Surely life is a lot more than the pursuits that have come to define the lives of so many. Life is meant to be lived and experienced to the full.

Memories around every corner on the afternoon boat trip

Our last night at the camp, although my soul was filled and overwhelmed, also was a sad time. This would be the last few hours in the places that I had grown to love.

The next morning, we did one more drive in the park. We needed to make our way to the next destination, so we didn’t have as much time to spend as we would have liked. In the drive around, we, however, managed to add Hildebrandt’s Spurfowl to the list. Mvuu’s guides worked hard to help us see the bird, which was not showing itself easily. This epitomizes the attitude of the guides who took us around – they worked hard to ensure that we got to see the special species in the park.

Hildebrandt’s Spurfowl - Photo by Jandre Verster

Mvuu Camp has to be one of the best accommodation venues that I have ever had the privilege of staying at. Yes, they offer the luxuries and ‘bells and whistles’ that high-end guests may expect. But they have also managed to keep those old-school values of hard work and exemplary customer service as a priority. Their staff were both friendly and professional.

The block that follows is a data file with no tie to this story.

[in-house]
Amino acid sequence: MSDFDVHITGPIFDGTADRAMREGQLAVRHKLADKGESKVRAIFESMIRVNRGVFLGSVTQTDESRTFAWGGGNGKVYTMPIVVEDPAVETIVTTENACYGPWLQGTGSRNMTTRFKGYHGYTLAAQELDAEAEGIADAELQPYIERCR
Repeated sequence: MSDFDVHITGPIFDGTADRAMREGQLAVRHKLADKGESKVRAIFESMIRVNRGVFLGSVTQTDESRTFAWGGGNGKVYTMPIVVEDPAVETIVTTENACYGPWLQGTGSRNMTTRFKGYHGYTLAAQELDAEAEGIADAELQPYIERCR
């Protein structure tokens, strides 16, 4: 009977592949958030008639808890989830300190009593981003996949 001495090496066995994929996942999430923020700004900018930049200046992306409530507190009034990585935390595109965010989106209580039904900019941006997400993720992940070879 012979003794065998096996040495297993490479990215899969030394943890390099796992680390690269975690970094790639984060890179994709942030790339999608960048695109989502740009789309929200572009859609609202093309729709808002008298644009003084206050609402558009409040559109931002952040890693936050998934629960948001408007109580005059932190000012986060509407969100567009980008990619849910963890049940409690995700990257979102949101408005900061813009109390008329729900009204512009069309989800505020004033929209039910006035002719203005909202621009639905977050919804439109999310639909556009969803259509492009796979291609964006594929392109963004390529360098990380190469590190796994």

A piece of my heart was left on the banks of the Shire River. I need to go back and discover even more of what this special park offers and allow the life that it offers to flow into the very core of my being.


To find out more about Mvuu Camp or to book your stay, visit their website


May 11

Love how the articles are written. Love the beautiful photo's👏👏👏.

Replying to

Thanks so much for taking the time to comment - I really appreciate the kind words

bottom of page